Montreal, 23 May 2012 - On 16 May, Mexico became the fifth country to
ratify the Nagoya Protocol on Access to Genetic Resources and the Fair and Equitable Sharing of
Benefits Arising from Their Utilization to the Convention on Biological Diversity.
Mexico is the first of the so-called megadiverse countries to ratify the Protocol.
The Nagoya Protocol will enter into force 90 days after the deposit of the fiftieth instrument of ratification.
In addition to Mexico, the Seychelles, Rwanda, Gabon and Jordan have also ratified the Protocol. The Nagoya Protocol was open for signature between 2 February 2011 and 1 February 2012. Among 92 signatories to the Protocol, Mexico signed on 25 February 2011.
Mexico deposited its instrument of ratification to the Nagoya Protocol on 16 May 2012 at United Nations Headquarters in New York. The instrument was deposited by the Mexican Secretary of Environment and
Natural Resources, Juan Rafael Elvira Quesada, in the presence of Gabriele Goettsche-Wanli, Director of
the Treaty Section of the United Nations, David Hutchinson, Legal Adviser of United Nations, Juanita
Castano, Director of the UNEP New York office and Elizabeth Thompson, Executive Coordinator of the
United Nations Conference on Sustainable Development ("Rio+20").
Juan Rafael Quesada, Secretary of the Environment and Natural Resources of Mexico, said that the
Protocol would provide legal certainty regarding the use of genetic resources to indigenous and local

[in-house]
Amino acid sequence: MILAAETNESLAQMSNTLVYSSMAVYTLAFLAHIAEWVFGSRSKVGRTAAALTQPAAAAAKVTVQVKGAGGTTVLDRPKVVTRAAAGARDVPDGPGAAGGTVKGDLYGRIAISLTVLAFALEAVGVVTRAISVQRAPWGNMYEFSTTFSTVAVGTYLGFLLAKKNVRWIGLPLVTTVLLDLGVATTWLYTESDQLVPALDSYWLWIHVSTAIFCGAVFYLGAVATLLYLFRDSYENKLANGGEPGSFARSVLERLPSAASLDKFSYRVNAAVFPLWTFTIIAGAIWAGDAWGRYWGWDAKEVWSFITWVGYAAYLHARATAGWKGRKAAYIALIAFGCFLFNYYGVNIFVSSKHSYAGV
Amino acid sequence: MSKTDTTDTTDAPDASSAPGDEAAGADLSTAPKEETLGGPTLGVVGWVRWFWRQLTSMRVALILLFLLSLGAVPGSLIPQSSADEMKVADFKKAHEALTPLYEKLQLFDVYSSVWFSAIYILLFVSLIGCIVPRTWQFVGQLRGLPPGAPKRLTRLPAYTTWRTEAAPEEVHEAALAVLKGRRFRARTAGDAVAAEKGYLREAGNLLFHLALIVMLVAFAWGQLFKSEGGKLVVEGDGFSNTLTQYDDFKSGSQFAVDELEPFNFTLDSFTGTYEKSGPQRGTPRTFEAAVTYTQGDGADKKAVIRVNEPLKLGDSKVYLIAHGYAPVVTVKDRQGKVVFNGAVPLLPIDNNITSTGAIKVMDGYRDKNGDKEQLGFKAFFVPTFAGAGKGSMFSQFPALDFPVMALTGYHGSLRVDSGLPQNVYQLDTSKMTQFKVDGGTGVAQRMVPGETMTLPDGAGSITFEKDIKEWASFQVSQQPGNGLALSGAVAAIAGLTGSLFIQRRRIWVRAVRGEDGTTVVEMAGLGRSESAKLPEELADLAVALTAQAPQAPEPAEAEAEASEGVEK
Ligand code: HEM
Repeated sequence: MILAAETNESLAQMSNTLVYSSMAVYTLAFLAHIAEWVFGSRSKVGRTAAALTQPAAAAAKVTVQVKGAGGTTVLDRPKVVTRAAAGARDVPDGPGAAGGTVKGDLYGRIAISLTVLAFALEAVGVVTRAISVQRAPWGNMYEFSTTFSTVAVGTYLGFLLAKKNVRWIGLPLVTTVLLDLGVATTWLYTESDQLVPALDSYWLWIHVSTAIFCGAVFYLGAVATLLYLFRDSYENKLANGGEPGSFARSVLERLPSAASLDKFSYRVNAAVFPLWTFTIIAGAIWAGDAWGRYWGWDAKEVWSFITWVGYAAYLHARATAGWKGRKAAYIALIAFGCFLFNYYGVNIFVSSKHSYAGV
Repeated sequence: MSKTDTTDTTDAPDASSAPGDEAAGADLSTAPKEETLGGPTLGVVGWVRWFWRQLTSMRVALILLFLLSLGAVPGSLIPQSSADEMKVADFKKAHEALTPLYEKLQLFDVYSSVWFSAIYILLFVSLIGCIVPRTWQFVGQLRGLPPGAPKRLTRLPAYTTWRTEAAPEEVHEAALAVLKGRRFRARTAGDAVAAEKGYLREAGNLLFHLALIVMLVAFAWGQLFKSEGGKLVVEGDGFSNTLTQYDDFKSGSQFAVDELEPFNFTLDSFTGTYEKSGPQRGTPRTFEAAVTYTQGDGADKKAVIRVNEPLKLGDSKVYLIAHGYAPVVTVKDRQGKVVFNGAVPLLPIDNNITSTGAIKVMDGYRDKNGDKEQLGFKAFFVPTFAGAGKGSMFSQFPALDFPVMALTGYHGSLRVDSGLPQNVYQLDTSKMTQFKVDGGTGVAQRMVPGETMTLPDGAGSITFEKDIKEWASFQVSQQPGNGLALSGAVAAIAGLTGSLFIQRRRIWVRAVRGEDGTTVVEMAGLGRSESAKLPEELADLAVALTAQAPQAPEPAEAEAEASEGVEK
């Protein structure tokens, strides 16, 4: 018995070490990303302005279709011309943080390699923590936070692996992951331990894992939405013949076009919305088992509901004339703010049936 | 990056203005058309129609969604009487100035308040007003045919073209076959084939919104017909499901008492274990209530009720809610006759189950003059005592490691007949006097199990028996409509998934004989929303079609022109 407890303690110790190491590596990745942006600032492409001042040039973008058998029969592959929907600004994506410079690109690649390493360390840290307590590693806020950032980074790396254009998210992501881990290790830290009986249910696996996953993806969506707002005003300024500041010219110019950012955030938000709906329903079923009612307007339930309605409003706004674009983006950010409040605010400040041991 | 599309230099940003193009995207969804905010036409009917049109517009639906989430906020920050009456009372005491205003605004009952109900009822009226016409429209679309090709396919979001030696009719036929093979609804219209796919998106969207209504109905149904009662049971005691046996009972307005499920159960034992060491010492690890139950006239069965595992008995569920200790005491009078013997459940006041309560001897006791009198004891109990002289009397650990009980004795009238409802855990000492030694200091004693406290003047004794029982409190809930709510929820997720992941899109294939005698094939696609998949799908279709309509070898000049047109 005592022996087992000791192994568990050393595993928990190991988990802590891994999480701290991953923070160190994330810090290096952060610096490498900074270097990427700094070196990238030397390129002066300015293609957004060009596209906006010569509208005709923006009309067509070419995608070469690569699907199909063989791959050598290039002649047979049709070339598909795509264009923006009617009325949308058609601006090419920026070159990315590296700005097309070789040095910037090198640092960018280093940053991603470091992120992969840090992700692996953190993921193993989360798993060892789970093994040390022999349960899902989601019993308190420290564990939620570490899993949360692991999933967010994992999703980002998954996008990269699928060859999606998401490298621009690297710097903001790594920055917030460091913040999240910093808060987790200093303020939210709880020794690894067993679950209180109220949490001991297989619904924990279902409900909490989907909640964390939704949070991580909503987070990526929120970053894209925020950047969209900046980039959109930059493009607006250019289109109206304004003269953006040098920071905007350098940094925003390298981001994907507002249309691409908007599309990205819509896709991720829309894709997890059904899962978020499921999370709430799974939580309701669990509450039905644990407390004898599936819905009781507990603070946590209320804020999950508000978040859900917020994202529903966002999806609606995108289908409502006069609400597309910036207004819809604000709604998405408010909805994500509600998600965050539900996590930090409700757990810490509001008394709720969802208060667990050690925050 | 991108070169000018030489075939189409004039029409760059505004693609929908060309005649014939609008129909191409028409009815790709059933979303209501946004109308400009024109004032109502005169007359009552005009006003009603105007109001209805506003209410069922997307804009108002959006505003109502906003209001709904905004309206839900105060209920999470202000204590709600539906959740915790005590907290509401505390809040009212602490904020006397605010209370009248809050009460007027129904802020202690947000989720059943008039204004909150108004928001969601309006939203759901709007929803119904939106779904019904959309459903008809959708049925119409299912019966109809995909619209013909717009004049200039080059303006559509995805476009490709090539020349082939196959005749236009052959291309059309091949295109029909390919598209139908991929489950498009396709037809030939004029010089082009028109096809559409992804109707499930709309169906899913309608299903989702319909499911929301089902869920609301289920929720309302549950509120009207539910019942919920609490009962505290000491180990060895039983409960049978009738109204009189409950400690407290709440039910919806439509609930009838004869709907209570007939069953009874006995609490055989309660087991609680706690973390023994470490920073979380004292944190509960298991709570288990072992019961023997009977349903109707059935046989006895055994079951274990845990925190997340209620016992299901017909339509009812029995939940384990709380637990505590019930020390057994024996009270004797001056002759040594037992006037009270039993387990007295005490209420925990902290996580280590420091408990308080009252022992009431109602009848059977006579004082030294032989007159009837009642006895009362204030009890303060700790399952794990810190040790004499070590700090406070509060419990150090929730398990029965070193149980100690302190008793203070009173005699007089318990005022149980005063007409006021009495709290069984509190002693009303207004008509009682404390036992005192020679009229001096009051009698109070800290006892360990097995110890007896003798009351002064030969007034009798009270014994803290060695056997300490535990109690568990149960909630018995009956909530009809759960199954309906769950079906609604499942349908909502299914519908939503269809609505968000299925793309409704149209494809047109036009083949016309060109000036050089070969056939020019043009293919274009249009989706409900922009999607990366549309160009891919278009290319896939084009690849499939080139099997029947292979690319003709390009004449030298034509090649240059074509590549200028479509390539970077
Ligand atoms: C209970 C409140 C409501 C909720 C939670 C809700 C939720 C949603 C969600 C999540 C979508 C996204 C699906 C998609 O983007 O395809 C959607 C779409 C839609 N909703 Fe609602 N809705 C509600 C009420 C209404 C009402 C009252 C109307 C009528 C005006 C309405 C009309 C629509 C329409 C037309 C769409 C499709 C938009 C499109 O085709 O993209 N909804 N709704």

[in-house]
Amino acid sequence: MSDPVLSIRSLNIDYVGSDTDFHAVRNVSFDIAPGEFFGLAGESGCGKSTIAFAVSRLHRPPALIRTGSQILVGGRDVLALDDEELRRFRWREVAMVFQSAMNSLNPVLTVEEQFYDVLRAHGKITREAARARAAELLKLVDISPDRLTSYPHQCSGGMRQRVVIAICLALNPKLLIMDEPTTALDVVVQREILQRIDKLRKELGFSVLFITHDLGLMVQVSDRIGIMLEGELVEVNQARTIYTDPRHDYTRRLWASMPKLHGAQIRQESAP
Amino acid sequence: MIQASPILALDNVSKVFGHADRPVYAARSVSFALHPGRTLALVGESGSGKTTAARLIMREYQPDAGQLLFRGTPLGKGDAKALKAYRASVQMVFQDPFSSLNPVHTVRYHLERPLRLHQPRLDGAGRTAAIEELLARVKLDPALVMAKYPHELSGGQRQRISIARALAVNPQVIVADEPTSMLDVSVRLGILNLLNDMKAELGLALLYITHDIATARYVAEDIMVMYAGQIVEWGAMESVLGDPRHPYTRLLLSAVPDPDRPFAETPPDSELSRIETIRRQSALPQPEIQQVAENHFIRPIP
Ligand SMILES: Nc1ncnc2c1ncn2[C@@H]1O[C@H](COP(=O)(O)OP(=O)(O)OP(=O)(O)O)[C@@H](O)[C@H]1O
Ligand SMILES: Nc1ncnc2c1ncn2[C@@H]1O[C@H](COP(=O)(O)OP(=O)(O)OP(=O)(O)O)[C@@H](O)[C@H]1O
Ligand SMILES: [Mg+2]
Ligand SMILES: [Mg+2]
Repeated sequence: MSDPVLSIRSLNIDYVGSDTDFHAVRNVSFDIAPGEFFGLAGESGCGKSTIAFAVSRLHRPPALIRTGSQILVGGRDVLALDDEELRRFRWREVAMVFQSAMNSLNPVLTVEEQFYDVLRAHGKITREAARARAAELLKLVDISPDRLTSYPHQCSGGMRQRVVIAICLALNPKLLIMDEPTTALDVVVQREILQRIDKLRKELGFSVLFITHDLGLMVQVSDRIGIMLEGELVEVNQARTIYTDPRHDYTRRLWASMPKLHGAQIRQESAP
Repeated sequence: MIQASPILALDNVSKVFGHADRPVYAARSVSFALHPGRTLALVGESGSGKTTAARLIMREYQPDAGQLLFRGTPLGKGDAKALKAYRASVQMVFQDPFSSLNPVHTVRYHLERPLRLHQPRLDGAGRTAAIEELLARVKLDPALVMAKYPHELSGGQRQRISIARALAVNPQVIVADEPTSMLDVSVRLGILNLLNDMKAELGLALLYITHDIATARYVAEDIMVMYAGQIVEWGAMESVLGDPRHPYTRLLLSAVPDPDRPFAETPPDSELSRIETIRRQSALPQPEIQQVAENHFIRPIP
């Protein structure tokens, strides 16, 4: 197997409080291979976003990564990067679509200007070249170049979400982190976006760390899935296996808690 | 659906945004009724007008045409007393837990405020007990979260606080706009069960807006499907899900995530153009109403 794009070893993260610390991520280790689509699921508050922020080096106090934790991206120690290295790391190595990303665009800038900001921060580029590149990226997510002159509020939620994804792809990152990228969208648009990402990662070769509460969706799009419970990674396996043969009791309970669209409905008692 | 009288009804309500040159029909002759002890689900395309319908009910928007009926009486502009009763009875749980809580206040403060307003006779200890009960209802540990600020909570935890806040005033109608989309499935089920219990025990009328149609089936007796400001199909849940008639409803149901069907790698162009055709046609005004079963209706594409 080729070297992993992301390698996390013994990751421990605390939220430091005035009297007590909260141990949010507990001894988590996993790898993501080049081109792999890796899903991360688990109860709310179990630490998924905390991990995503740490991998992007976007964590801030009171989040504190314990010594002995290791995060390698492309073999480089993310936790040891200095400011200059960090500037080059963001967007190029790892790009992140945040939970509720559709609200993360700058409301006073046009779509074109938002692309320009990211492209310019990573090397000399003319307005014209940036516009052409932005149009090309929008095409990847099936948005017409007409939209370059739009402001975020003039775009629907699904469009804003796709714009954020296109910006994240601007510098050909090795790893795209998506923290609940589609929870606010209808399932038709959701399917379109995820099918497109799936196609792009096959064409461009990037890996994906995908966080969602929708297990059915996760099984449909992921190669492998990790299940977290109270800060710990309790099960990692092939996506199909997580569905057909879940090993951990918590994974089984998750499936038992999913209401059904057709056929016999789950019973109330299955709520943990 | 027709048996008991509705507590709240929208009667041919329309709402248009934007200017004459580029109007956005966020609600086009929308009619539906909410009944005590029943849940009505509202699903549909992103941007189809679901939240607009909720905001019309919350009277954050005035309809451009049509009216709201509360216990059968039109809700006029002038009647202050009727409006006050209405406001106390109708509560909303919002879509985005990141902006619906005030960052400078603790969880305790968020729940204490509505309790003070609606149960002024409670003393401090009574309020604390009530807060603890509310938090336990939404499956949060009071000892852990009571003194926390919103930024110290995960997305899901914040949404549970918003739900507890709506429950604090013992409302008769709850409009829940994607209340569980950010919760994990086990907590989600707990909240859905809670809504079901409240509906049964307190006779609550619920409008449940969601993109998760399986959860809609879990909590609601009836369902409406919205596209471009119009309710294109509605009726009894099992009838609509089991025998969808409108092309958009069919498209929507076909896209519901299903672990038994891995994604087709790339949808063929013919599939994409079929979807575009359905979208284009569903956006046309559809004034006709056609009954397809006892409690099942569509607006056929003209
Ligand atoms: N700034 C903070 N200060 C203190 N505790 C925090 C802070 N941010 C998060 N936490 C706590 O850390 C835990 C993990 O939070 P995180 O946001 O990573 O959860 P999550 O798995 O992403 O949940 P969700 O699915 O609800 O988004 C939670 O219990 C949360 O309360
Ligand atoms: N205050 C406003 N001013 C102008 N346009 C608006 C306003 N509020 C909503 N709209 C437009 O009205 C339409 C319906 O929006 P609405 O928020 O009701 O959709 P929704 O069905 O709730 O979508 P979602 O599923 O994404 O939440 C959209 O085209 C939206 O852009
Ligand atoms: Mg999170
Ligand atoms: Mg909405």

communities, industries, pharmaceutical companies and researchers, by establishing measures to avoid
missappropriation and misuse.
Braulio Ferreira de Souza Dias, Executive Secretary of the Convention on Biological Diversity, said: "Mexico's ratification is a significant milestone on the road to the entry into force of the Nagoya Protocol. It is exciting to see that one of the megadiverse countries of the world has taken this step in support of the conservation and sustainable use of genetic resources. I urge other Parties to the Convention to ratify as soon as possible."
In order to become Parties to the Nagoya Protocol, Parties to the Convention that have signed the Nagoya Protocol may then proceed to take steps at the domestic level that would lead to depositing their instruments of ratification, acceptance or approval with the Depositary.
Parties to the Convention that were not be able to sign the Nagoya Protocol by 1 February 2012, but
still wish to become Parties, may accede to the Protocol by depositing an instrument of accession with the
Depositary. Ratification, acceptance, approval and accession have the same legal effect. Further
information on how to become a Party to the Protocol can be found at: www.cbd.int/abs/becoming-
The entry into force of the Nagoya Protocol will provide greater legal certainty and transparency for both
providers and users of genetic resources, creating a framework that promotes the use of genetic resources
and associated traditional knowledge while strengthening the opportunities for fair and equitable sharing
of benefits from their use. Hence, the Protocol will create new incentives to conserve biodiversity, sustainably use its components, and further enhance the contribution of biodiversity to sustainable development and human well-being.
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2011-2020 United Nations Decade on Biodiversity